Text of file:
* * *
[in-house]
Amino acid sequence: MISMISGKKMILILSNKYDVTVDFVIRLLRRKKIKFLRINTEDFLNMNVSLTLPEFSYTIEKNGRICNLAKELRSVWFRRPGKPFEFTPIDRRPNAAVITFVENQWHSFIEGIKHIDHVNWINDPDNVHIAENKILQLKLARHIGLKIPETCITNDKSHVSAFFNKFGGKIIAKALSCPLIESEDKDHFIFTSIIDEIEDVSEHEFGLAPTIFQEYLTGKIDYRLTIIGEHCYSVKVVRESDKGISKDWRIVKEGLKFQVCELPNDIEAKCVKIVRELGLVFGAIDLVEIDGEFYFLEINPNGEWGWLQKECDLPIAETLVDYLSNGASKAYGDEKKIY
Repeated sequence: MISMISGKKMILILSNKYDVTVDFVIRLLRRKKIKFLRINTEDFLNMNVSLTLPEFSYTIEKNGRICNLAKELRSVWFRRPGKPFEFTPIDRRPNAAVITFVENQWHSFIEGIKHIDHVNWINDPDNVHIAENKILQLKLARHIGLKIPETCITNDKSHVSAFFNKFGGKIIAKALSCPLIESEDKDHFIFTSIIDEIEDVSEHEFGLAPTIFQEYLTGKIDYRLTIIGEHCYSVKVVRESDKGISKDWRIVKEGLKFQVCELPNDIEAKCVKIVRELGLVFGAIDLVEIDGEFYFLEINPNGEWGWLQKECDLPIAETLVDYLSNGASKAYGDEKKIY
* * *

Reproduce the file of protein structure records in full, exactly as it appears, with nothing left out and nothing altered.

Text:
[in-house]
Amino acid sequence: MISMISGKKMILILSNKYDVTVDFVIRLLRRKKIKFLRINTEDFLNMNVSLTLPEFSYTIEKNGRICNLAKELRSVWFRRPGKPFEFTPIDRRPNAAVITFVENQWHSFIEGIKHIDHVNWINDPDNVHIAENKILQLKLARHIGLKIPETCITNDKSHVSAFFNKFGGKIIAKALSCPLIESEDKDHFIFTSIIDEIEDVSEHEFGLAPTIFQEYLTGKIDYRLTIIGEHCYSVKVVRESDKGISKDWRIVKEGLKFQVCELPNDIEAKCVKIVRELGLVFGAIDLVEIDGEFYFLEINPNGEWGWLQKECDLPIAETLVDYLSNGASKAYGDEKKIY
Repeated sequence: MISMISGKKMILILSNKYDVTVDFVIRLLRRKKIKFLRINTEDFLNMNVSLTLPEFSYTIEKNGRICNLAKELRSVWFRRPGKPFEFTPIDRRPNAAVITFVENQWHSFIEGIKHIDHVNWINDPDNVHIAENKILQLKLARHIGLKIPETCITNDKSHVSAFFNKFGGKIIAKALSCPLIESEDKDHFIFTSIIDEIEDVSEHEFGLAPTIFQEYLTGKIDYRLTIIGEHCYSVKVVRESDKGISKDWRIVKEGLKFQVCELPNDIEAKCVKIVRELGLVFGAIDLVEIDGEFYFLEINPNGEWGWLQKECDLPIAETLVDYLSNGASKAYGDEKKIY